Life Happens

THE Relationship Blog

Life happens. Life is full of highs and lows and lots of the same stuff day-in and day-out. When you are married or in a long term relationship, we try not to think of the possible crises. We avoid the subject of how you will deal with lows because they are too scary. The truth of the matter is that life happens.  In a relationship, we can be affected by the highs just as much as the lows. This week CoupleDumb will tackle how a couple can stay strong during crises and how to deal with the unimaginable.

Cognitively, we know about mortality. We understand on a cerebral level that all things come to an end. We joke that there is nothing certain except for death and taxes. And yet, we are completely surprised when confronted with the prospect of death. Denial is how we get through life. If we sit and dwell at the inevitability of life then we would all be basket cases. This is why a little denial is a good thing and yet, that same denial can stymie the process of grief to a point where it becomes pathological. Now, we are not talking about grief as the emotional process that only takes place after a death but as a healthy course of action in dealing with any loss. The most important kind of loss that a couple can deal with is the loss of denial.

When we get together everything is springtime and lollipops. The sex is amazing. The talks are always long and deep. The snuggling happens naturally and all is right with the world. This is where forever is real and tangible. As we grow in relationship, we develop that healthy denial of inevitability. We do things to establish roots even though a bus can run us over at any minute. We get 30 year mortgages, we have children and invest in their education, and we even talk about traveling the world when we retire like elderly gypsies. We try to take care of ourselves. We take vitamins, exercise and avoid pointy objects. Our denial convinces us that we can elude any eventuality. And then, the unimaginable happens.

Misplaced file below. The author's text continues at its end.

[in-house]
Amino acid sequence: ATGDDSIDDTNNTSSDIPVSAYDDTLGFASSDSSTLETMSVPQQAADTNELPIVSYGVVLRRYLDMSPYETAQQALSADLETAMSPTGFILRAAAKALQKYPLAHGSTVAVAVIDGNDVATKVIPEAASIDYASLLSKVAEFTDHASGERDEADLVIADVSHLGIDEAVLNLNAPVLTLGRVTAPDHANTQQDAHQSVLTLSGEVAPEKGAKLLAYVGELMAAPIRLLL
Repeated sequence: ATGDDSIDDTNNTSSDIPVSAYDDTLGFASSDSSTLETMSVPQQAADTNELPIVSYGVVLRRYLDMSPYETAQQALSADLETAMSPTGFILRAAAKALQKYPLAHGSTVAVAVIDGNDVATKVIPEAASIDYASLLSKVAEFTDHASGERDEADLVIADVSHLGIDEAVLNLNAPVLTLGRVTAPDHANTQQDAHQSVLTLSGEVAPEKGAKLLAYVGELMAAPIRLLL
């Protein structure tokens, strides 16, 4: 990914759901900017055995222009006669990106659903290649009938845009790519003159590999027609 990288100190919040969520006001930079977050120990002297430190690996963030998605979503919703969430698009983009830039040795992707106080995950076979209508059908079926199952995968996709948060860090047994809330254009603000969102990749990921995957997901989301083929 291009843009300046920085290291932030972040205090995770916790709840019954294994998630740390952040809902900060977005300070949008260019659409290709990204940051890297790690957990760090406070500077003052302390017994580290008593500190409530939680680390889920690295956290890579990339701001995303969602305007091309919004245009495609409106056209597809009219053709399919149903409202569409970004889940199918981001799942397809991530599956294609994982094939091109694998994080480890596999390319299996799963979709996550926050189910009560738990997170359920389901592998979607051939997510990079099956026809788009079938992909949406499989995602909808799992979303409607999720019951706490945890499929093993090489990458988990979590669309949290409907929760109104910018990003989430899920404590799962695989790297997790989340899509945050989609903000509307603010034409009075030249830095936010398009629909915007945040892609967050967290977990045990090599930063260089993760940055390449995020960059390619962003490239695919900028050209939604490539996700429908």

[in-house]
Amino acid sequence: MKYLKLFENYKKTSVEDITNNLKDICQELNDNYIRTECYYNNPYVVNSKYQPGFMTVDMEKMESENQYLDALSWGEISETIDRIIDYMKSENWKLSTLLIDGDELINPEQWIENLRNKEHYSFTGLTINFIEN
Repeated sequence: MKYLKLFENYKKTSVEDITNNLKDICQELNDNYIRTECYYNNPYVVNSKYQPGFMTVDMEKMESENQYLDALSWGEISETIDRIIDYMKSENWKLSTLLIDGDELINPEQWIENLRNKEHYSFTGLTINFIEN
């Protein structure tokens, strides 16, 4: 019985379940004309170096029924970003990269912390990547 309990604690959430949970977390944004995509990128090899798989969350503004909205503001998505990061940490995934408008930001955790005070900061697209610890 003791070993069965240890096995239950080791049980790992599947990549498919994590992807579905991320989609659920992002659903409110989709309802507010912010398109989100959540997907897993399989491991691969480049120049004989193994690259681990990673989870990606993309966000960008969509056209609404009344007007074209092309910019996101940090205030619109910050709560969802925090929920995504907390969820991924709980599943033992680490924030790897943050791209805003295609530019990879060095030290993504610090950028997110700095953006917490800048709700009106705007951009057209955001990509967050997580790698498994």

In my case, I remember that day as the day that Paul hurt his back. It wasn’t that simple. I was told, ‘Pooky, I can’t move my legs’. He was not tossing cabers. He was a CFO who suddenly could not move his legs. While I drove to him, I went over in my mind every possible diagnosis that could cause numbness or paralysis of the legs. None of them were good. When I finally reached him, he was pale and frightened which did not make me feel any better. At the hospital, the time dragged as he created death scenes in his head and I was already wondering how I was going to tell the children that their Dad had a horrible, debilitating disease.

This is when the unimaginable can win and destroy the couple.   Crises hurt couples because they decide to handle it alone but side by side. They fear sharing the conversations that are going on in their heads even though they are probably identical.

At some point, we remembered one of our steadfast rules in our marriage; we are an island in a sea of crazy. We cleave to one another and make sure to buoy the other when we get tired of treading water.  We are a corporation; an entity outside of ourselves and that same company is greater than the sum of its parts. In other words, I am great, he is great, but together, we are amazing!

Remember this when lightning strikes. Don’t focus on the possibility of the storm but prepare, as a couple that there will be rough seas. Communicate the fears and hold on tight.


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